Why can’t we live forever? Some animals do, and I don’t mean some 200 year old whale–I’m talking immortal. There are actually species of animals that don’t age and could technically go on living forever–and why not? In a sense, humans are immortal in that a few of our cells live on as sperm or egg cells lucky enough to find each other. Each of our kids grow out of one of our cells, and that alone (the fact that a single cell can grow into an entire person!) should make, in comparison, the notion of keeping our bodies going indefinitely seem trivial.
Human longevity is certainly a hot research topic. Much of the research has focused on the role of DHEA (dehydroepiandrosterone), the most abundant steroid hormone in the human body. DHEA may help counteract the effects of stress, preserve female fertility, and it appears to be a strong predictor of longevity. Caloric restriction is thought to extend the lifespan of many animals by upregulating DHEA, which normally declines as we age. DHEA is sold as a “fountain of youth” over-the-counter dietary supplement, but concerns have been raised about safety, side effects, and quality control. There is, however, a natural way to boost DHEA levels.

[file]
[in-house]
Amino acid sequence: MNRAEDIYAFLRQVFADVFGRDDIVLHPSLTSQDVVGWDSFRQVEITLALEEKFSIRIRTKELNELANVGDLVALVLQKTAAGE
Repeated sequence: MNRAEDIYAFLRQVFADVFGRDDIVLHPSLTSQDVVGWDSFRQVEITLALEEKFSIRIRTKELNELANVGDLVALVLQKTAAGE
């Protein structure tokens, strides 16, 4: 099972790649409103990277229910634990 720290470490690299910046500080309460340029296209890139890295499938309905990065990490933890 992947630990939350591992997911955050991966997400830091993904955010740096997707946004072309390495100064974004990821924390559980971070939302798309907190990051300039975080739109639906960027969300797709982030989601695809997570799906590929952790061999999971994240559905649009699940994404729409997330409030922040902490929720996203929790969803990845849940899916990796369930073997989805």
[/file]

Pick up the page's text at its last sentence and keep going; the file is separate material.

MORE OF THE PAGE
As I note in my 3-min. video The Benefits of Caloric Restriction Without The Actual Restricting, after just 5 days on an egg-free vegetarian diet blood levels of DHEA rise about 20%. Upon further testing, it seems that the bodies of those eating vegetarian weren’t necessarily producing more of it, but just losing less, something one normally only sees in fasting. Thus, by eating vegetarian one may be able to mimic the effects of caloric restriction, but without walking around starving all the time. For more on diet and life expectancy see Research Into Reversing Aging and Harvard’s Meat and Mortality Studies plus my 30 other videos on lifespan. If you haven’t yet, you can subscribe to my videos for free by clicking here.
Recently, the risk factors for mortality were published for the Harvard Nurse’s Health Study, which is currently the most definitive long-term study ever on older women’s health. It is the subject of today’s NutritionFacts.org video pick (watch the video above).
A similar comparison has been made between the risk of smoking and eating processed meat (see Prevention Is Better Than Cured Meat). Though healthy eating can help mediate the devastating effects of smoking (see Smoking Versus Kale Juice, Preventing COPD With Diet, and Treating COPD With Diet), if you do smoke, please ask your doctor for help quitting. As a physician I’ve just seen too many good people die really horrible deaths from cigarettes.
Michael Greger, M.D.
Image credit: Sister72/Flickr
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